Skip to main content

Magnetic Shielding

Science Snack
Magnetic Shielding
Magnetic lines stop here.
Magnetic Shielding
Magnetic lines stop here.

Magnetic-field lines pass through cardboard, air, and certain other materials, depending on whether they're permeable or nonpermeable. Test different materials to see which gather magnetic lines of force and act as magnetic shields, and which allow magnetic lines of force to pass through them.

Tools and Materials
  • Three ceramic donut magnets (rectangular magnets will also work)
  • Two pieces of cardboard of equal size, about 2 x 2 3/4 inches (5 x 7 centimeters)
  • Two pencils, 2 3/4 in (7 cm) or longer
  • Five or six paper clips
  • Wood craft stick, plastic straw, or any other nonmetallic material
  • Steel butter knife
  • Hot-glue gun and glue (alternatively, you can use rubber bands)
  1. First, make a cardboard-pencil sandwich: Attach the pencils to one piece of cardboard, placing the pencils parallel to each other and close to the opposite edges of the cardboard. Glue the second piece of cardboard to the pencils so that you end up with a cardboard-pencil-cardboard sandwich.
  2. Secure one of the magnets to the top piece of cardboard with hot glue. Center the magnet near one of the edges (see photo below).
  3. Add two more magnets on top of the first one so that they are held in place by magnetic attraction. Don't glue them!
To Do and Notice

Hold your shielding sandwich with the magnets on top. Raise the paper clips one at a time to the bottom side and notice what happens. The paper clips should be attracted to the magnet and so will hang from the bottom of the cardboard sandwich.

As you add more paper clips, notice what happens. If you add them carefully, they will arrange themselves so that they are evenly spaced.

Insert the craft stick or plastic straw into the shielding sandwich, move it around, and notice what happens. The paper clips should be unaffected.

Now insert the flat blade of a steel butter knife into the shielding sandwich, move it from side to side, and notice what happens. Do the paper clips fall off? Try experimenting with different materials, such as various metallic coins. Make a list of the materials you test and note what happens.

What's Going On?

The magnetic-field lines from the magnet pass through the cardboard, the air, and other materials like the craft stick and straw. Materials that allow magnetic lines of force to pass through them are called nonpermeable because magnetic fields do not form within them.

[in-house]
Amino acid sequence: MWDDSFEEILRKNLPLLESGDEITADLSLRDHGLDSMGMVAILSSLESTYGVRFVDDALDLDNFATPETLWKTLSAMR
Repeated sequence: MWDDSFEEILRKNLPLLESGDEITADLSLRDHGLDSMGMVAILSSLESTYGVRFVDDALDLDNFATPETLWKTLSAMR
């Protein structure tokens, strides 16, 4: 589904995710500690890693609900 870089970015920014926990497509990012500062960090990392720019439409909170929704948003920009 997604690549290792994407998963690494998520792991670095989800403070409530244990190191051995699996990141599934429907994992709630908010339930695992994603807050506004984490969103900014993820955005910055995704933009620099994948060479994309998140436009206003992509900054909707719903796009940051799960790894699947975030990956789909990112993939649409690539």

In contrast, the metal knife acts as a magnetic shield, meaning the force lines coming from the pole of the magnet do not pass through it. Instead, they are gathered in, travel down the metal strap, and re-enter the magnet at the other pole. Materials that gather magnetic lines of force are said to be permeable, because they support the formation of magnetic fields within those materials. Only magnetic materials are permeable.

The photos below show the effect of a nonpermeable material (at left) and permeable material (at right) on magnetic lines of force in our cardboard sandwich.

Going Further

Try using only one or two magnets. As the magnetic field strength gets weaker, it gets harder to keep the paper clips from falling. How could you modify the sandwich to make a weaker magnet work better?

Insert an open pair of steel scissors between the pieces of cardboard, then close the scissors as if cutting the field lines. The paper clips will drop off when the field lines interact with the closed scissors.

Scientists model magnetic forces using field lines. A compass lines up along a field line, so you can trace field lines with a compass.

Iron filings also line up along field lines. By sprinkling iron filings on a piece of paper placed on top of a magnet (or a couple of magnets), you can see the field lines. Our Snack, Magnetic Lines of Force, demonstrates this phenomenon.

Field lines come from the north pole of a magnet and return to the south pole. Magnets have field lines that exert a force on magnets or iron. If there are no field lines, there is no force, and the result is magnetic shielding.